The current tech largely involves testing applicants via multiple methods (such as biological evaluation, personality testing, and a knowledge assessment) to generate a comprehensive picture of an applicant. These complex tests can even be gamified to help improve the applicant experience if you set them within a narrative or make each question worth “points”.
The problem with these tests is that they’re still new. They’re in the earliest stages of the Hype Cycle, meaning you can watch as the industry buzz surrounding them ramps up. Such assessments are themselves largely untested, and it’s hard to say at this early stage what’s a reliable workplace personality test versus a fancy Buzzfeed quiz (I’m a Yorkie and it’s science, OK?).
Since we’re in the innovation trigger phase, it’s likely that more flaws with such tests will be identified as the hype continues to increase, until they fall off the peak.
Peak of Inflated Expectations: Video Recruiting
Video recruiting—using video in the hiring and recruiting process—covers a lot of ground, including live video interviews when you can’t meet with a candidate in person, and accepting recordings of applicants answering established question sets.
In Hype Cycle terms, video recruiting is just about to cross over from the peak of inflated expectations to the trough of disillusionment.
Why? A host of inherent issues, including lack of security, associated expense, feed lags, and low sound / picture quality pending on platform, equipment, and internet connection. We’re in the period where developers are seeking ways to fix these problems and improve existing services.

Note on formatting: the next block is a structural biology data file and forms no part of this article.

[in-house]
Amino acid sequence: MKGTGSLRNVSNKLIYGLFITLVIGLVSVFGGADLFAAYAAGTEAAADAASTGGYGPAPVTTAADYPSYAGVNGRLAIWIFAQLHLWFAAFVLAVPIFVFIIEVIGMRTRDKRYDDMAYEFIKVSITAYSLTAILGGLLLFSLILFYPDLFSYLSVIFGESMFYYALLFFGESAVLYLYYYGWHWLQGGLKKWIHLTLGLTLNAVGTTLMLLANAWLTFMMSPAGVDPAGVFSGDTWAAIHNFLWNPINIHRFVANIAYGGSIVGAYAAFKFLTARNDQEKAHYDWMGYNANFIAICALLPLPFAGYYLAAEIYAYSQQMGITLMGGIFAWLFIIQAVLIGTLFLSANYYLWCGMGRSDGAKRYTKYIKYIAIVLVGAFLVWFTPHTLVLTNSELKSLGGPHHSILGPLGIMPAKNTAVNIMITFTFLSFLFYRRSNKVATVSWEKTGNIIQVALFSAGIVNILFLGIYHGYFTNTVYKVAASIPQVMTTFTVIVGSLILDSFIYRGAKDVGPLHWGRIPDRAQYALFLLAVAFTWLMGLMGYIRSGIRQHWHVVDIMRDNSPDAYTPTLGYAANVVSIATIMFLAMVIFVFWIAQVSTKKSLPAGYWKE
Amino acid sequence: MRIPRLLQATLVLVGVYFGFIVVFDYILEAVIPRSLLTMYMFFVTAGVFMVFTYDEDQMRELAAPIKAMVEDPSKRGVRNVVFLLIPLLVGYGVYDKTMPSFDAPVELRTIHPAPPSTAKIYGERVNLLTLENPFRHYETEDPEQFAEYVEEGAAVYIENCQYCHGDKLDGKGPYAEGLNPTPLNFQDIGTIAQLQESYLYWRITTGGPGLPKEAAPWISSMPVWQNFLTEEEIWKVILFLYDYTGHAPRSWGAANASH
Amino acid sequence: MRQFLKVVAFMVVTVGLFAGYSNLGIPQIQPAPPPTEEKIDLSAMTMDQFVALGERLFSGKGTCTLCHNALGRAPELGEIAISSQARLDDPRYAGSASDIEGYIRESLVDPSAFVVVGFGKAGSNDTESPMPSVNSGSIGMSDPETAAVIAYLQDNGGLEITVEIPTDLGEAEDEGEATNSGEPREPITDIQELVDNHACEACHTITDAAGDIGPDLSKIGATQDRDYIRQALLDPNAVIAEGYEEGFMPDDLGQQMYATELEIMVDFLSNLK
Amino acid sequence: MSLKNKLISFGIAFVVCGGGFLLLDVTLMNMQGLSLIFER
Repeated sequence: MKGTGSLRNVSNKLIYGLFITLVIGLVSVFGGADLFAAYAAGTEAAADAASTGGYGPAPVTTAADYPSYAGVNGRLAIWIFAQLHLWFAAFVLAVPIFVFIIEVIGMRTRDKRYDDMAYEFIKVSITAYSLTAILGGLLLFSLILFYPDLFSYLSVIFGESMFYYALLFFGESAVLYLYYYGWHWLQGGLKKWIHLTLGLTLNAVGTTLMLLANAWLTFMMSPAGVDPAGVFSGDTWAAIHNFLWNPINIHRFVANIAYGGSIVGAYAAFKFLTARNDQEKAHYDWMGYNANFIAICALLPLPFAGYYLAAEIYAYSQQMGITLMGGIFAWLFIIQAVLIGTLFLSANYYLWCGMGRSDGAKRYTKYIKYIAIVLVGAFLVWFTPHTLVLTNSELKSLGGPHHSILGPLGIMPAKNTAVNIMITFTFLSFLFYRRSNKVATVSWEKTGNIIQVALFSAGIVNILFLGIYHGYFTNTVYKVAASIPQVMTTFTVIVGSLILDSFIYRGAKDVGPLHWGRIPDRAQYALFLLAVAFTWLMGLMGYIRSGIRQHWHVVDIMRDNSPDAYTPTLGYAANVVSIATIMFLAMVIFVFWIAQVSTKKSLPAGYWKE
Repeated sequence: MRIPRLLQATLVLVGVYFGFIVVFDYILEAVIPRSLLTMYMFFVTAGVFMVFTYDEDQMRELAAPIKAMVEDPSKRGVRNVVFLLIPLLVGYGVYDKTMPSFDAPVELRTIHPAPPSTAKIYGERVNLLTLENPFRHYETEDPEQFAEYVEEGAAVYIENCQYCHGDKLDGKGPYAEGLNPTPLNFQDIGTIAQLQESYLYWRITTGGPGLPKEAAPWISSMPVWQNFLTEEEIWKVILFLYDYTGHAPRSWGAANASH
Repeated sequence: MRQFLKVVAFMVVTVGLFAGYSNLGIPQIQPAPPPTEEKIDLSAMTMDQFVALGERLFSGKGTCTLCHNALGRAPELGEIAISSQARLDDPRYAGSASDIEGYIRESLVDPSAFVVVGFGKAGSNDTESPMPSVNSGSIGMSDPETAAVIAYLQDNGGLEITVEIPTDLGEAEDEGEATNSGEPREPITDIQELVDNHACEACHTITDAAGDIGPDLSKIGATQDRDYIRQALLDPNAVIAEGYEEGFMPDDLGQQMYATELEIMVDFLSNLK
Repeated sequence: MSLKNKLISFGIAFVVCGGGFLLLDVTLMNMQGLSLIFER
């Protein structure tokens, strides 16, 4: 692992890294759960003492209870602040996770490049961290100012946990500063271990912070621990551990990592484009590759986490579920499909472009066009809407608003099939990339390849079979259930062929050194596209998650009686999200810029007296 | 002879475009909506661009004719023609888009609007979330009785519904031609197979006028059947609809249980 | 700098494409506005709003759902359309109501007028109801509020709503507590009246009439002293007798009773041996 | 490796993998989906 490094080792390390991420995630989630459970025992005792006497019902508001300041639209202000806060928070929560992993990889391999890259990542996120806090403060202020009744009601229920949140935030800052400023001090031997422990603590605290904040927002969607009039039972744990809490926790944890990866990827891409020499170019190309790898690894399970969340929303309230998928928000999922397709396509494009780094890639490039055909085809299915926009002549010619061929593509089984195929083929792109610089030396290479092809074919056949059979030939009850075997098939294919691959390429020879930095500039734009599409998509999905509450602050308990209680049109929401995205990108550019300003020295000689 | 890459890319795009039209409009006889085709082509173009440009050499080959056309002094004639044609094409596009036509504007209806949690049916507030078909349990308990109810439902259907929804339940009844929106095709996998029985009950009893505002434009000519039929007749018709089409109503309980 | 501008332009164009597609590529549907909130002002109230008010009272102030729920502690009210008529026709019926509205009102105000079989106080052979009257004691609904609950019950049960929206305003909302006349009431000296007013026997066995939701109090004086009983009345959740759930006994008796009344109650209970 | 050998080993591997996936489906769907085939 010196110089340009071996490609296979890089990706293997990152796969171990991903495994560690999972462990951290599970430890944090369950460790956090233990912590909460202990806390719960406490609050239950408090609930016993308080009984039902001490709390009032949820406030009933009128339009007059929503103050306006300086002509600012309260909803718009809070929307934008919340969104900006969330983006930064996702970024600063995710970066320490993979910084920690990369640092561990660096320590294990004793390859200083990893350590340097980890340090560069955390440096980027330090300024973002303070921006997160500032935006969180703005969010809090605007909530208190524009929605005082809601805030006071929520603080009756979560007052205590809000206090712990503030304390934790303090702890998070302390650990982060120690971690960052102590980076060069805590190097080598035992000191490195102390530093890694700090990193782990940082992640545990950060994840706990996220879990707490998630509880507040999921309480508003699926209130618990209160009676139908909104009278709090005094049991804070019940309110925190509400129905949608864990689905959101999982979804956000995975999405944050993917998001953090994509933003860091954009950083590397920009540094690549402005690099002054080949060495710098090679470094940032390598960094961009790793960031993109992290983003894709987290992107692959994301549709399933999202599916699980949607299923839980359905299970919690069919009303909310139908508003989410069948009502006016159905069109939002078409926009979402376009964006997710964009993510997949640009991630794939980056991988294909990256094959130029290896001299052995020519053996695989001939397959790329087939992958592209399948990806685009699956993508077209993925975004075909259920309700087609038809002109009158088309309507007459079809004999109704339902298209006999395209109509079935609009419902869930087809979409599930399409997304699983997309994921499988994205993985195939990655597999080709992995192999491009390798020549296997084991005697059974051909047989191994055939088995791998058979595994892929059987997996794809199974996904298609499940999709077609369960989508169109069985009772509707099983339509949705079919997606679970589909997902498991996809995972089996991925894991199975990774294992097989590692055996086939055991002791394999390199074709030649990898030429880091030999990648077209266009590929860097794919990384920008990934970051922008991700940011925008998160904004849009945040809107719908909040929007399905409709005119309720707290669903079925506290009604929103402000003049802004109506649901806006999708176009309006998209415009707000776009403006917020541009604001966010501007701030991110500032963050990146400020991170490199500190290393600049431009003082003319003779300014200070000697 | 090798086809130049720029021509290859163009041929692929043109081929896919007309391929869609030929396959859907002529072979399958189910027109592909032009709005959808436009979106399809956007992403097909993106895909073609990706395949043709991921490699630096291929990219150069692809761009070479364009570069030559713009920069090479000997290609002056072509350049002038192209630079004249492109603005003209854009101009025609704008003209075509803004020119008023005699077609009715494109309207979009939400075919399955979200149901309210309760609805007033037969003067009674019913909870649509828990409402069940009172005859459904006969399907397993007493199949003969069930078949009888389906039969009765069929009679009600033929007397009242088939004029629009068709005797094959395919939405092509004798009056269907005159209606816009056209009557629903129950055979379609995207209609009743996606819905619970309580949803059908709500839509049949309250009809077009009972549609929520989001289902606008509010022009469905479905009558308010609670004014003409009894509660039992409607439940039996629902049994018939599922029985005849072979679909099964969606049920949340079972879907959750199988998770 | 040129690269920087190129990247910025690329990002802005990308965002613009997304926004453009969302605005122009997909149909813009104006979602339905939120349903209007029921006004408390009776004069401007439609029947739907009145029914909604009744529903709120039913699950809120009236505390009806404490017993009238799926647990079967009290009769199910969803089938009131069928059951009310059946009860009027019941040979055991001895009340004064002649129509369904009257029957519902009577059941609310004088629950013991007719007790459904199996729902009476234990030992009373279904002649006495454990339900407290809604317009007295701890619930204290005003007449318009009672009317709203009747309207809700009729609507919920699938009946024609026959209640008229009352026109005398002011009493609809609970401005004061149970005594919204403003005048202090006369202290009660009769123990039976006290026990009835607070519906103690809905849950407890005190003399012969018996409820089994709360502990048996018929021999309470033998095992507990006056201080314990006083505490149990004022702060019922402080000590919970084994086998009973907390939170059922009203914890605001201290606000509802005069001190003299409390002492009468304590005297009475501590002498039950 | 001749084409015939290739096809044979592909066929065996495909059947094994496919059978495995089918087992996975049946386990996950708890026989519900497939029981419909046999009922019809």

It’s a good time for you and your business to be choosy and look into what features you want or need to give you an edge over competitors who aren’t as selective or innovative.
Slope of Enlightenment: Talent Management Suites
In case you haven’t encountered them before, talent management suites are an all-in-one software system that handles your talent management needs, usually covering some mixture of hiring, onboarding, performance, and benefits management in one cohesive place.
Talent management suites are great for businesses that don’t want or can’t afford five different software systems to manage just a few people.
Talent management suites are fairly mainstream in the industry, and are doggedly climbing their way up the slope of enlightenment and inching onto the plateau of productivity. Expect the software to just keep getting better from here on out.
Did I miss the “Pokemon Go” of Talent Management?
Tell me about the trends you’ve observed personally. Where do they fall on the cycle? Any surprises? Tell me all about it in the comments below, or tweet me @CapterraHalden.